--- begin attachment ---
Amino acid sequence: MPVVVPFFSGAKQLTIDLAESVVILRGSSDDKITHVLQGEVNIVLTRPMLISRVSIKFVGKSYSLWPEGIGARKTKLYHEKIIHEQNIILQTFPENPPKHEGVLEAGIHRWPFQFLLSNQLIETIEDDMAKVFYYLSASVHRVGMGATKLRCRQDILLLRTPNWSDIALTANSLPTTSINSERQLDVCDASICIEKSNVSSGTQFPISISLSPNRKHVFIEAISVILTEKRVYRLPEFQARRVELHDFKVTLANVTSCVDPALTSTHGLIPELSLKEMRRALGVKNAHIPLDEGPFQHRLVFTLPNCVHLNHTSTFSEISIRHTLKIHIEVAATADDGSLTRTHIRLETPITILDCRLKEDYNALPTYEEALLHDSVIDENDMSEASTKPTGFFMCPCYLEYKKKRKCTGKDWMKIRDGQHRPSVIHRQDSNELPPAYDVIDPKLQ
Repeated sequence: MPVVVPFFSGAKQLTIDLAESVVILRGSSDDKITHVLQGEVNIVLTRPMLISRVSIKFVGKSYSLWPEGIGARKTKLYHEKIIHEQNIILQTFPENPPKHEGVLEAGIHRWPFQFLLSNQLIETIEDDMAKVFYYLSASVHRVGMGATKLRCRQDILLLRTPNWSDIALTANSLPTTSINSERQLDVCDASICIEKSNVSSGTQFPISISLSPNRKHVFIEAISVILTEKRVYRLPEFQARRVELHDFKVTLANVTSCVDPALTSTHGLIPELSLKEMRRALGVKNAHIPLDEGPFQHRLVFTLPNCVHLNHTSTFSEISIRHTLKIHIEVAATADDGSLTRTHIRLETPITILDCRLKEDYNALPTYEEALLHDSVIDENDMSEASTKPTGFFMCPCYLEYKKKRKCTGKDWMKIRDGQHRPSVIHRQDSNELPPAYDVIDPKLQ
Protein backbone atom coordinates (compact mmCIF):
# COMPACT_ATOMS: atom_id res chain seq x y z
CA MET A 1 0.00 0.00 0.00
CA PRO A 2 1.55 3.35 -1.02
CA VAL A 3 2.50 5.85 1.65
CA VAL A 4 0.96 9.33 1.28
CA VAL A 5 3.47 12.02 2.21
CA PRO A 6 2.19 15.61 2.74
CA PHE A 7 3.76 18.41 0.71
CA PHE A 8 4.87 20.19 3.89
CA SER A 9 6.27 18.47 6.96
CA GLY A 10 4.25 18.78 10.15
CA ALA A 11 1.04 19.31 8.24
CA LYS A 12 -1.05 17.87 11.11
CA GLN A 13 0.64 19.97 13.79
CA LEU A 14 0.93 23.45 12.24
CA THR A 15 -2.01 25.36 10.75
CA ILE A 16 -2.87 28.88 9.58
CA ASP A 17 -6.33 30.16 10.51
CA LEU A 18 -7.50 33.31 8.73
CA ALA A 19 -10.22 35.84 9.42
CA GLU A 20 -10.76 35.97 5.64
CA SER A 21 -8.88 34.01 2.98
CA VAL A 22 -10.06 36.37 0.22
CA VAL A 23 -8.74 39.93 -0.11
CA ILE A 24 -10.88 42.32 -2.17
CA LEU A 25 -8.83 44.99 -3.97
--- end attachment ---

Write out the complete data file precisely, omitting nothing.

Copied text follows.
Amino acid sequence: MPVVVPFFSGAKQLTIDLAESVVILRGSSDDKITHVLQGEVNIVLTRPMLISRVSIKFVGKSYSLWPEGIGARKTKLYHEKIIHEQNIILQTFPENPPKHEGVLEAGIHRWPFQFLLSNQLIETIEDDMAKVFYYLSASVHRVGMGATKLRCRQDILLLRTPNWSDIALTANSLPTTSINSERQLDVCDASICIEKSNVSSGTQFPISISLSPNRKHVFIEAISVILTEKRVYRLPEFQARRVELHDFKVTLANVTSCVDPALTSTHGLIPELSLKEMRRALGVKNAHIPLDEGPFQHRLVFTLPNCVHLNHTSTFSEISIRHTLKIHIEVAATADDGSLTRTHIRLETPITILDCRLKEDYNALPTYEEALLHDSVIDENDMSEASTKPTGFFMCPCYLEYKKKRKCTGKDWMKIRDGQHRPSVIHRQDSNELPPAYDVIDPKLQ
Repeated sequence: MPVVVPFFSGAKQLTIDLAESVVILRGSSDDKITHVLQGEVNIVLTRPMLISRVSIKFVGKSYSLWPEGIGARKTKLYHEKIIHEQNIILQTFPENPPKHEGVLEAGIHRWPFQFLLSNQLIETIEDDMAKVFYYLSASVHRVGMGATKLRCRQDILLLRTPNWSDIALTANSLPTTSINSERQLDVCDASICIEKSNVSSGTQFPISISLSPNRKHVFIEAISVILTEKRVYRLPEFQARRVELHDFKVTLANVTSCVDPALTSTHGLIPELSLKEMRRALGVKNAHIPLDEGPFQHRLVFTLPNCVHLNHTSTFSEISIRHTLKIHIEVAATADDGSLTRTHIRLETPITILDCRLKEDYNALPTYEEALLHDSVIDENDMSEASTKPTGFFMCPCYLEYKKKRKCTGKDWMKIRDGQHRPSVIHRQDSNELPPAYDVIDPKLQ
Protein backbone atom coordinates (compact mmCIF):
# COMPACT_ATOMS: atom_id res chain seq x y z
CA MET A 1 0.00 0.00 0.00
CA PRO A 2 1.55 3.35 -1.02
CA VAL A 3 2.50 5.85 1.65
CA VAL A 4 0.96 9.33 1.28
CA VAL A 5 3.47 12.02 2.21
CA PRO A 6 2.19 15.61 2.74
CA PHE A 7 3.76 18.41 0.71
CA PHE A 8 4.87 20.19 3.89
CA SER A 9 6.27 18.47 6.96
CA GLY A 10 4.25 18.78 10.15
CA ALA A 11 1.04 19.31 8.24
CA LYS A 12 -1.05 17.87 11.11
CA GLN A 13 0.64 19.97 13.79
CA LEU A 14 0.93 23.45 12.24
CA THR A 15 -2.01 25.36 10.75
CA ILE A 16 -2.87 28.88 9.58
CA ASP A 17 -6.33 30.16 10.51
CA LEU A 18 -7.50 33.31 8.73
CA ALA A 19 -10.22 35.84 9.42
CA GLU A 20 -10.76 35.97 5.64
CA SER A 21 -8.88 34.01 2.98
CA VAL A 22 -10.06 36.37 0.22
CA VAL A 23 -8.74 39.93 -0.11
CA ILE A 24 -10.88 42.32 -2.17
CA LEU A 25 -8.83 44.99 -3.97